Monday, December 15, 2014

0384: Actus Essendi and the Second Operation
of the Intellect (IV)



Entry 0384: Actus Essendi and the Second Operation 

of the Intellect (IV) 


Jan A. Aertsen opposes the contention of “Existential Thomism” that the concept of ens entails a judgment.


See J. A. Aertsen, Medieval Philosophy and the Transcendentals: The Case of Thomas Aquinas (Leiden: E. J. Brill, 1996), 179-183.

Thus Aertsen writes:

“[Thomas Aquinas] distinguishes, following Aristotle, two operations of the intellect. The first is the operation by which the intellect apprehends the quiddity of something, that is, simple apprehension; the other is the operation by which the intellect composes and divides, that is, judgment. Thomas claims that what is first in the first operation of the intellect, being, is the foundation of what is first in its second operation: the principle ‘it is impossible for a thing to be and not to be at the same time’ is dependent on the understanding of being. Here he clearly affirms that the concept of being belongs to simple apprehension” (Aertsen, Medieval Philosophy and the Transcendentals, 179).

Aertsen then remarks: “This statement contradicts the contention of ‘Existential Thomism’ that the concept of being is a judgment or proposition” (Aertsen, Medieval Philosophy and the Transcendentals, 179).

“When something is apprehended as ens,” Aertsen continues, “it is grasped that it has being. Ens names a thing from the formality of its act of being: it primarily signifies ‘what is.’ Thus the concept of being is indeed complex, but not in the way a proposition is complex. The concept does not signify the judgment ‘something exists,’ the kind of composition which is susceptible of truth or falsity. Thomas explicitly denies this kind of composition in the concept of being” (Aertsen, Medieval Philosophy and the Transcendentals, 180).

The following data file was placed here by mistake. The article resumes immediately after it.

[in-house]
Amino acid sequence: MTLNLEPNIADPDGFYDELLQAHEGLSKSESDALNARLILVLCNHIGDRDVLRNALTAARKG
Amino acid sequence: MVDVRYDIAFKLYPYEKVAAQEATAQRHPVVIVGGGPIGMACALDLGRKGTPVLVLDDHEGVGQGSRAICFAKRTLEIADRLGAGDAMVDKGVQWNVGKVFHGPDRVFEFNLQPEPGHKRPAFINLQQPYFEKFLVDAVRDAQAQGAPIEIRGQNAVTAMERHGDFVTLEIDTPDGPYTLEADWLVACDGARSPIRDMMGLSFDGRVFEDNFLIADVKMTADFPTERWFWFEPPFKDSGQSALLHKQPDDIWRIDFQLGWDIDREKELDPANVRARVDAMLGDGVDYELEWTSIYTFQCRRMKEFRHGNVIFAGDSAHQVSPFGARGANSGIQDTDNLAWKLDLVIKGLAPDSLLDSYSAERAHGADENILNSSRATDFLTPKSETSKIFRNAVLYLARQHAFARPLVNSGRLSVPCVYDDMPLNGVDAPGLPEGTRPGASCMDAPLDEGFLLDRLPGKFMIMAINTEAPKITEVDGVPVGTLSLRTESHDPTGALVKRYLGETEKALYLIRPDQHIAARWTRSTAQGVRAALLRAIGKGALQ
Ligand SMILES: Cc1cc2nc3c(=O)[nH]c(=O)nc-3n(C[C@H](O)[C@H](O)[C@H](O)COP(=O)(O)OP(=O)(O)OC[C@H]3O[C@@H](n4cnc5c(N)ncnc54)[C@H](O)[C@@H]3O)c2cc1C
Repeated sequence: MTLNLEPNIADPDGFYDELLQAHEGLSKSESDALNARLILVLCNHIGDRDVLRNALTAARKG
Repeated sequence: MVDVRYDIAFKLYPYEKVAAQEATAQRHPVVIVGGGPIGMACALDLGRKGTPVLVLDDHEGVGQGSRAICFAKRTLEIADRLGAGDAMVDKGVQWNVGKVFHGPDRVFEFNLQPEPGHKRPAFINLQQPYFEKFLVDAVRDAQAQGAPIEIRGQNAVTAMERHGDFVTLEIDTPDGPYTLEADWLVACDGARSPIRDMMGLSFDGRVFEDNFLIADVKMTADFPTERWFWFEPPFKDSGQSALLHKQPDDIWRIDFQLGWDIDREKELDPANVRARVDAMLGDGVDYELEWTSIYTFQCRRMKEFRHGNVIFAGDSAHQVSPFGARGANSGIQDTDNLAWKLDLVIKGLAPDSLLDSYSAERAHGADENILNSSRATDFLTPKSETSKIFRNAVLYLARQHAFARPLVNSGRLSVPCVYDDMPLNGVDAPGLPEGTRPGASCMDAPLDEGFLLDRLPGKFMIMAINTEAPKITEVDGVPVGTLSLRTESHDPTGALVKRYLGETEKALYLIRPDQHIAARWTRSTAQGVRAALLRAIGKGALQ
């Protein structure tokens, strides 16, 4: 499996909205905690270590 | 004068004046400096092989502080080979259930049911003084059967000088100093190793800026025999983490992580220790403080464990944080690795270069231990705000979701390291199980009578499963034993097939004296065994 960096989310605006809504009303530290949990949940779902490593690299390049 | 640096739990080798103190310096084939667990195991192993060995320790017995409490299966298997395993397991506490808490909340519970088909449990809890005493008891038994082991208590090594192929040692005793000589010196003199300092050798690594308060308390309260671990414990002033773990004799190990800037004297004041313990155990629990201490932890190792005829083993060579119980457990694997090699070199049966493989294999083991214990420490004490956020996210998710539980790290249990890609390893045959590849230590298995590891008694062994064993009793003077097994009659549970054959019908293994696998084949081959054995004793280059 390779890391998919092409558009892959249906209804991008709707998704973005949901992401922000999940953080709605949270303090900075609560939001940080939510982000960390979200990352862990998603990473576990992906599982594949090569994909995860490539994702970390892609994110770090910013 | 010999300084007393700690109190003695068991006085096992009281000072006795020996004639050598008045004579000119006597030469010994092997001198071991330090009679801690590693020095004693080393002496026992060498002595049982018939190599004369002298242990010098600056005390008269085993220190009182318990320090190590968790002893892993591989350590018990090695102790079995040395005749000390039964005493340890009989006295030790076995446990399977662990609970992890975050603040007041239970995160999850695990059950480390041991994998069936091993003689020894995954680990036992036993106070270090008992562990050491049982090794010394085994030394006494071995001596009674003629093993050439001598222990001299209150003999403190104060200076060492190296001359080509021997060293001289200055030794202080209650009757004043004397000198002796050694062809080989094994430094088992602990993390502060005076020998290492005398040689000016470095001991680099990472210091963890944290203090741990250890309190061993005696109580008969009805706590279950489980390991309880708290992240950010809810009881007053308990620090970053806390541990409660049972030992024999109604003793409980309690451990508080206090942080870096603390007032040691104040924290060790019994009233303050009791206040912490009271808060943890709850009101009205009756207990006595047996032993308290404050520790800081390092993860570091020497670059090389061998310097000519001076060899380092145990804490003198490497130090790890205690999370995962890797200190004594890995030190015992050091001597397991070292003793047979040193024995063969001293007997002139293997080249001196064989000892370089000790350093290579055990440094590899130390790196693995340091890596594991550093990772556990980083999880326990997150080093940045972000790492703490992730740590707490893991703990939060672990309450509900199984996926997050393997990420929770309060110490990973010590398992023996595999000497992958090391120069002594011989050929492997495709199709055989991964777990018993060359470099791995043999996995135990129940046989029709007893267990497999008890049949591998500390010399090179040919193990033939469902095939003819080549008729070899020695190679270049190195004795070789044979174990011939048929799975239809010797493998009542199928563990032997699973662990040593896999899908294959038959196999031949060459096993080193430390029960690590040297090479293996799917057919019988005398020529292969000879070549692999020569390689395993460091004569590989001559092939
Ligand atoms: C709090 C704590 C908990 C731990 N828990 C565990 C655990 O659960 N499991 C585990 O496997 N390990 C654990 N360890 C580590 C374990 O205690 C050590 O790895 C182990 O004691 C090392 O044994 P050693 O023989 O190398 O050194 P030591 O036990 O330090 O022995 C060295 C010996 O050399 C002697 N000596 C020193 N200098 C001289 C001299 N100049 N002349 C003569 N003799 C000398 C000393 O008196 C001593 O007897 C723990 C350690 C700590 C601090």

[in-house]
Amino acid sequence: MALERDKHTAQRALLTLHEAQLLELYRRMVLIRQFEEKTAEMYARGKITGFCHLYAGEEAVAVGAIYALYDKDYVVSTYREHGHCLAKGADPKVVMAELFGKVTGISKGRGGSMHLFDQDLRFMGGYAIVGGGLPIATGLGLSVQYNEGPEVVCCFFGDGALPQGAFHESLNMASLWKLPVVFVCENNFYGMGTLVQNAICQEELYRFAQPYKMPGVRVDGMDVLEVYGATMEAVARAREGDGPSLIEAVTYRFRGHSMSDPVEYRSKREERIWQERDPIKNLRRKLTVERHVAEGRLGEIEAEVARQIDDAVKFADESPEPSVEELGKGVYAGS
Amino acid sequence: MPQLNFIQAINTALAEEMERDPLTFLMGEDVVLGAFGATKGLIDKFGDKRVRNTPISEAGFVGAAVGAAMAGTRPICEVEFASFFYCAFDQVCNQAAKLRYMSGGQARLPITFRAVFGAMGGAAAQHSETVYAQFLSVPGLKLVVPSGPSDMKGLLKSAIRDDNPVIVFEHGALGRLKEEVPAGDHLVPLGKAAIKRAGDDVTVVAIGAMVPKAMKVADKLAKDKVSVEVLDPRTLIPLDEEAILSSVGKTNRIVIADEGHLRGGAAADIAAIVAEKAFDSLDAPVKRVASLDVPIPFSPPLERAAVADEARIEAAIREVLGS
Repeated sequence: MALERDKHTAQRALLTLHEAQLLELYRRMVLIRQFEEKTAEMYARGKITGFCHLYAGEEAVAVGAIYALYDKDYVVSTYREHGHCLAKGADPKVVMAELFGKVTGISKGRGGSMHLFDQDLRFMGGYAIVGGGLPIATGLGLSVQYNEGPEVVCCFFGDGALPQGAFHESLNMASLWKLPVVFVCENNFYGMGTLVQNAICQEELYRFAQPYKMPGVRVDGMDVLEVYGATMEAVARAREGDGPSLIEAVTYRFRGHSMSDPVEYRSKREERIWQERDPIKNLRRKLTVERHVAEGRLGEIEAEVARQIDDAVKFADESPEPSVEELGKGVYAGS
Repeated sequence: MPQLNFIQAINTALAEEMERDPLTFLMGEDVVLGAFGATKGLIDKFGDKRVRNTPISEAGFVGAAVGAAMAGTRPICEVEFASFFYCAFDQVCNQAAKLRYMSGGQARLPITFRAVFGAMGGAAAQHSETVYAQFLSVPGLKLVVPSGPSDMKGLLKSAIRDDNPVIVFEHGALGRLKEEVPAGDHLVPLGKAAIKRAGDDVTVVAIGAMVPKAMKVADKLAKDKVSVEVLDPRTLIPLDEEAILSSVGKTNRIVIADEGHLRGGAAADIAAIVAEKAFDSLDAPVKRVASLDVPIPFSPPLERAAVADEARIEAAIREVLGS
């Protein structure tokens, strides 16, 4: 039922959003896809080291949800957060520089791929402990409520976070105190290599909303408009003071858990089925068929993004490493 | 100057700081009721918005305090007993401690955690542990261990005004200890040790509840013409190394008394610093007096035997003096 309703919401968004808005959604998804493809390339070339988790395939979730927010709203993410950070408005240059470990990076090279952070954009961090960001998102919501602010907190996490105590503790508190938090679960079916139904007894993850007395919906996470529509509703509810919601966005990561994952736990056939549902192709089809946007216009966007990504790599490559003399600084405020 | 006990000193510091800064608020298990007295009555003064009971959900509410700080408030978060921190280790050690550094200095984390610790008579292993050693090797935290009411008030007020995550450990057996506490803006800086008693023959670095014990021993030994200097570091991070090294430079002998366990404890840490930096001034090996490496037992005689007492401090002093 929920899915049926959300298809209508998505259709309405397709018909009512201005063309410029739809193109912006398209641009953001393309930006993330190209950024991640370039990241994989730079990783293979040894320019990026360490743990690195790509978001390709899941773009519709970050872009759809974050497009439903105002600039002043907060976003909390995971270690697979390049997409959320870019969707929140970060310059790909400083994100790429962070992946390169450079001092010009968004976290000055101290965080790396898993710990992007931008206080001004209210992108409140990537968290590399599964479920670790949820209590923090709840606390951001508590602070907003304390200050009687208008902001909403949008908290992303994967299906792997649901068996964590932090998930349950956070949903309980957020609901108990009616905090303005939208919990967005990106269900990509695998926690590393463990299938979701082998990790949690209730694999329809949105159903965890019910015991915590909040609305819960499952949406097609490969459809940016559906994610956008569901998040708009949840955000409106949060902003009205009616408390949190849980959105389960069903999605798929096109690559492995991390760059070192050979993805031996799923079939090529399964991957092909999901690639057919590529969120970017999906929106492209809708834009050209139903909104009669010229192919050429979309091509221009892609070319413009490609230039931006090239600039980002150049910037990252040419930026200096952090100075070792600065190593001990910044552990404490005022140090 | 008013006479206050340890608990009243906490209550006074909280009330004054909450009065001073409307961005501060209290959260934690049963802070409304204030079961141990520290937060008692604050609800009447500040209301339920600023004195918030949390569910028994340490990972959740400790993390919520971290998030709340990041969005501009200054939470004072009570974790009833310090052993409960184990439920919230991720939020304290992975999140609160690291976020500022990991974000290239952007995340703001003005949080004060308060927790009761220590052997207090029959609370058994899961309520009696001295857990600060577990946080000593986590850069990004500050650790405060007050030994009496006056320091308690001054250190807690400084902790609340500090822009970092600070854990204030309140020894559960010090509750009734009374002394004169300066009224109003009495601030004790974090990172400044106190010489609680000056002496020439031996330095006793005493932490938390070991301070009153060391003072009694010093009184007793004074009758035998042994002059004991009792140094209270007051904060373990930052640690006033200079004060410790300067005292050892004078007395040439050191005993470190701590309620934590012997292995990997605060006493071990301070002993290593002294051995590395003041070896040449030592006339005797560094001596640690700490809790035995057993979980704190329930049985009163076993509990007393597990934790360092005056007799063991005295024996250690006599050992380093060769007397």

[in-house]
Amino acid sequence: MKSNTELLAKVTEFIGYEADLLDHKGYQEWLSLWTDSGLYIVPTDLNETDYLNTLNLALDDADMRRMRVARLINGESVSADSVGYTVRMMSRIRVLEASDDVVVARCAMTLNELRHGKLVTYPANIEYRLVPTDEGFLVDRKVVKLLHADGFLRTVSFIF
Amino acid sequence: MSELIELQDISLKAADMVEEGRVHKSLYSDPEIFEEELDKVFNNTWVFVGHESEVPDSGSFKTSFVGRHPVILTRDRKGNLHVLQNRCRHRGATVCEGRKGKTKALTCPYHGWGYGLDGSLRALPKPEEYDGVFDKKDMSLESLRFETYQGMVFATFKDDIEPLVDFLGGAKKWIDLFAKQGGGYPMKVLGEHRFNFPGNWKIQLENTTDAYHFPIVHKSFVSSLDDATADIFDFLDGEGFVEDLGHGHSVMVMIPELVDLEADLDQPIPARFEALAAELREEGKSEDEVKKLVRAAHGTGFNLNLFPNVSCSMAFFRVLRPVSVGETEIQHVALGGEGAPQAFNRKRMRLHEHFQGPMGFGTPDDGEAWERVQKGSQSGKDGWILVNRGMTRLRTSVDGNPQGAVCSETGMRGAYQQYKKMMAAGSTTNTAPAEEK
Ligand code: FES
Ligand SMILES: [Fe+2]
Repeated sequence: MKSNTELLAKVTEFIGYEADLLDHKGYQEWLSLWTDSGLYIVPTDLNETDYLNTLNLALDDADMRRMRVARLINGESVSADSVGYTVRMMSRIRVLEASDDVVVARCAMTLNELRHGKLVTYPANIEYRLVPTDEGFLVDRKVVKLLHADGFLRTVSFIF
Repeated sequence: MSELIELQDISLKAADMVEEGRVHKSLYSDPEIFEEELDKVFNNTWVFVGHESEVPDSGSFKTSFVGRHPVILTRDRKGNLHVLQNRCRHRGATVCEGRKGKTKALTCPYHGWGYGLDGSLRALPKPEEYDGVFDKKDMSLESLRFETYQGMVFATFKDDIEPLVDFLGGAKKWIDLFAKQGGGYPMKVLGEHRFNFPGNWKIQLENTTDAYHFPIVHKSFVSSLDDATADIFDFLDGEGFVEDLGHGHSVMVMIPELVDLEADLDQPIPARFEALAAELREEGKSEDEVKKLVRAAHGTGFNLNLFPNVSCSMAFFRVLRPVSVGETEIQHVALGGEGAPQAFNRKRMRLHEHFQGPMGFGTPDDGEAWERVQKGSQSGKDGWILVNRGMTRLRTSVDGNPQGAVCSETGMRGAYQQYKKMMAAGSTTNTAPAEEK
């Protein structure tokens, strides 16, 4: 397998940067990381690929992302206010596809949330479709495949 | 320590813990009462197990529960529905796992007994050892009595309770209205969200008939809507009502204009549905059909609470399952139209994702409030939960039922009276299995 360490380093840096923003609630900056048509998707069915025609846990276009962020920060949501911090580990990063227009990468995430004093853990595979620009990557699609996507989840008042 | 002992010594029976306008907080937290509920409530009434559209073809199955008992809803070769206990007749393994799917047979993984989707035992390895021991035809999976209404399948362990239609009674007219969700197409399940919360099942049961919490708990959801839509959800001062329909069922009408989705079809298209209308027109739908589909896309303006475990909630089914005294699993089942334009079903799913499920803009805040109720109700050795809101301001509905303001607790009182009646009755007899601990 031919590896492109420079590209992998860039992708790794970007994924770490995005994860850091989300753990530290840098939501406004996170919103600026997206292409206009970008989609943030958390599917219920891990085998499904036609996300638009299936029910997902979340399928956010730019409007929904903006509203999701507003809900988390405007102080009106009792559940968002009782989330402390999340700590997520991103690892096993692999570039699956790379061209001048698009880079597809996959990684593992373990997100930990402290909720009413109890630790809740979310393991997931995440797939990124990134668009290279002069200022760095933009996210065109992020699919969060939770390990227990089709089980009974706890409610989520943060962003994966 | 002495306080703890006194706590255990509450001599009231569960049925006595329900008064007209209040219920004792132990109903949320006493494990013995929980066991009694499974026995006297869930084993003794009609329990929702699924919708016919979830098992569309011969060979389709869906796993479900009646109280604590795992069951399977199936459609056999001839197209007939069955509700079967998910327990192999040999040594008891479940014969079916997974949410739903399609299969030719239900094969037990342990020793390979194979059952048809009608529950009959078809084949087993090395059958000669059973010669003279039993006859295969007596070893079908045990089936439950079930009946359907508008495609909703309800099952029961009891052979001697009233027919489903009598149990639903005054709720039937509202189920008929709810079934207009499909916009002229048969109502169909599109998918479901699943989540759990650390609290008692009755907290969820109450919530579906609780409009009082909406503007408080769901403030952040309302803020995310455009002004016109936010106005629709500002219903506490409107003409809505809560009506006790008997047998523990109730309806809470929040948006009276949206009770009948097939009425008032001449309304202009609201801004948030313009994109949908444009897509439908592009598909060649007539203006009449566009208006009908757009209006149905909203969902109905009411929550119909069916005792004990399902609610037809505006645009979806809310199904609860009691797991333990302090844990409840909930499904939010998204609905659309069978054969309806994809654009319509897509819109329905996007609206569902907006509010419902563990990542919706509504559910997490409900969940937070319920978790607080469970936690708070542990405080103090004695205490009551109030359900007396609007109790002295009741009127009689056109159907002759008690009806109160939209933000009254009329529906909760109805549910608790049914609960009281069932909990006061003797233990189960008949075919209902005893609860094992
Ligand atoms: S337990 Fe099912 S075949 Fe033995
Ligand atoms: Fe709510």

Aertsen refers here to Aquinas’s commentary on Aristotle’s Perihermeneias (lecture 5, no. 20).

According to Aertsen, “the notion of ‘being’ is immediately conceived at the moment when the human intellect begins to act, for the intellect is directed by nature to ‘being’” (Aertsen, Medieval Philosophy and the Transcendentals, 183). 

Monday, December 8, 2014

0383: The Self-Evident Connotation of the
Actus Essendi (XX)



Entry 0383: The Self-Evident Connotation of the
Actus Essendi
(XX)



In his Being and Some Twentieth-Century Thomists (New York: Fordham University Press, 2003), John F. X. Knasas makes a fine distinction—following Joseph Owens—regarding the difficulties that Gilson had with the conceptualization of esse in the sense of actus essendi

Thus Knasas writes: 

“Gilson insists that only judgment can attain esse. … Gilson is unopposed to a conceptualizing of existence. Once existence is grasped by judgment, the intellect does go on to conceptualize this object. This is the entire point to Gilson’s citing Aquinas’s habens esse understanding of esse. What Gilson opposes is conceptualization as the original grasp of esse. Judgment is the original intellectual grasp” (p. 227, n. 34). 

Monday, December 1, 2014

0382: Actus Essendi as the Primary Signification
of the Verb 'Est'



Entry 0382: Actus Essendi as the Primary Signification
of the Verb 'Est'
 

Concerning the well known text from the commentary of Aquinas to Aristotle’s Perihermeneias (book I, lecture 5), Jan A. Aertsen remarks that in this text Aquinas clearly indicates the primary meaning of the verb “est (“esse”). Thus Aertsen writes:

Thomas is intrigued by the fact that Aristotle speaks of the consignification of is, which consists in its function as copula. Yet consignification presupposes a primary meaning. What is the principal signification of is, on which the consignification depends? His answer is: